Blind begged for enough money to buy a roll and a cup of coffee and wandered around until noon, when he returned to the dead drop. He received all that had been promised as well as a bonus layout of the apartment. He studied all the material and then made his decision. He called “P” and told him what he had in mind. “P” went quiet for a moment then he cleared his throat.
“Sounds pretty risky. Are you sure you don’t want backup?”
“Certainly not for phase one. I’ll consider it for phase two. But nothing unless I call for it. OK?”
“OK. Good Luck.”
Blind checked his equipment and flagged a cab. The driver didn’t want to take him because of the smell. Blind offered a tenner for fumigation and got the ride. The driver let him off one street over from the CEO’s address.
Staying in character as a homeless person, the agent made his unsteady way to the correct address. The house was set back from the road and it had an imposing entrance gate with tall pillars on each side and a metal gate that looked like a portcullis from a medieval castle. There was plenty of vegetation offering cover inside. Blind sat on the pavement and drank from a bottle that looked like rotgut but was really sparkling water. He knew the security layout and had worked out that there was a blind spot at the extreme left front boundary. He waited until the street was quiet then legged it to the corner and vaulted over the fence.
Quickly he moved to the back of the empty house and used a universal key to unlock the back door. The security alarm buzzed, and Blind entered the code provided by intelligence. The buzzer went quiet. The agent hid in the master bedroom and waited. Around eight o’clock that evening the CEO got home. The driver let him out of the car and drove to the garage. He then retired to the cottage at the bottom of the garden. The CEO came straight upstairs, stripped off and climbed into the shower. Blind gave him time to get soap in his eyes then opened the shower door and stuck a pistol barrel in his ear.
“Do I have your undivided attention?” he asked as he switched off the water.
The man just nodded.
“I’m the man from AUNTI and I want to know all about TAG. And I mean all. Leave nothing out or I will administer extreme pain. Understand?”
The man nodded again.
“So, don’t just stand there. Start talking,” growled Blind. “I haven’t got all night.”
“You smell really bad. I don’t think I can concentrate.”
Blind drew his stabbing knife and sliced off half of the guy’s left ear lobe.
“Does that help?” he whispered.
The man nodded and started to talk. He talked for along time and when he was done, Blind gave him an injection. The man died quickly.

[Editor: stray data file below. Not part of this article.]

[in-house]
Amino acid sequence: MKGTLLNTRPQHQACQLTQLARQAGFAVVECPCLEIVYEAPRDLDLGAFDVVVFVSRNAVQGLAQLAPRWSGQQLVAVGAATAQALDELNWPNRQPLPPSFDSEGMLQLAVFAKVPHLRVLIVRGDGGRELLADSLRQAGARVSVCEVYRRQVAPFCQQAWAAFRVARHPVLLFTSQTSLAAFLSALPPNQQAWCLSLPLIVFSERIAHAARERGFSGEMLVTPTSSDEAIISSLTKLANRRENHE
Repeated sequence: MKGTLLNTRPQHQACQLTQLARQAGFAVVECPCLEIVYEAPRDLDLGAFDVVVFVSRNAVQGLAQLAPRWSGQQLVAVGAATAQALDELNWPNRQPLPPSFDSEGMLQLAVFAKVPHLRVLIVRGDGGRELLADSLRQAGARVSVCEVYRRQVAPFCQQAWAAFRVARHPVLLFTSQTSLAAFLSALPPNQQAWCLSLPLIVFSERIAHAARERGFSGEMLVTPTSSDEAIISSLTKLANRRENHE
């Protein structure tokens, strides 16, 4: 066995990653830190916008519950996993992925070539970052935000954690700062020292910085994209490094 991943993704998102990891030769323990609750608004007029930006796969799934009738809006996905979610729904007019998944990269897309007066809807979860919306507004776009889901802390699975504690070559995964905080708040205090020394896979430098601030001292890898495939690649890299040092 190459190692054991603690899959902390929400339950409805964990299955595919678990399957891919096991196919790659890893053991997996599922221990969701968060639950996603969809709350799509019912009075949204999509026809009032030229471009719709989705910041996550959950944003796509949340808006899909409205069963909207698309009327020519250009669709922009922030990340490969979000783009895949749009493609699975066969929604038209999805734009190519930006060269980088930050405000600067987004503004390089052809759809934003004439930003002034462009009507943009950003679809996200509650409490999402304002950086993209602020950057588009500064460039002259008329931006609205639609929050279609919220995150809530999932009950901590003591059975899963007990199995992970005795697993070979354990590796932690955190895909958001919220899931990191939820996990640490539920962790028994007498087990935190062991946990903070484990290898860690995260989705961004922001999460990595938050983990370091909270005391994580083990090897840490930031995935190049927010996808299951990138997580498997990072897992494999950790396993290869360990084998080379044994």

“They’ll think it was a heart attack. Rest in peace, Buddy.”
Blind left the property the same way he’d come in. He hailed another cab and paid another bribe for a ride. He arrived near the tenement apartment close to midnight. He easily found the fire escape at the back of the building and climbed quietly to the correct floor. From his interrogation he knew who was where and he knew the eight made up the whole TAG team. He fished in his sack and pulled out a silencer and four stun grenades. He fetched his gun from the small of his back, fitted the silencer and checked the magazine to make sure it was full. Luckily all four bedrooms were on the same floor.
He silently opened the fire escape door with a key that intelligence had provided and slipped inside. He used a dim flashlight to get his bearings. The living area came first then there was a short passage with two doors on each side. He listened at each door and heard only deep breathing. He put in ear plugs and donned dark glasses then he silently opened each door and pulled the pins on all four grenades. In a flash he tossed a grenade into each room. All four went off with sharp cracks and bright lights. He followed the fuss into the first room. Two guys were sitting in bed looking spaced out. Blind quickly shot them both in the head and moved to the next room to repeat the process. He finished off the guys in the third bedroom before half a minute had passed. In the fourth bedroom, he hit a snag. He shot the seventh guy but there wasn’t an eighth. Instantly he dived to the floor behind the door and froze. He heard someone moving in the passage, but he didn’t move. Two or three minutes later muted footsteps approached the final door. A dark figure edged into the room, frantically scanning, gun at the ready. Blind bounced up and finished the job.
He returned home as quickly as he could, threw the disguise in the wash and hit the shower. His late message to “P” reported, “TAG team bagged and tagged.”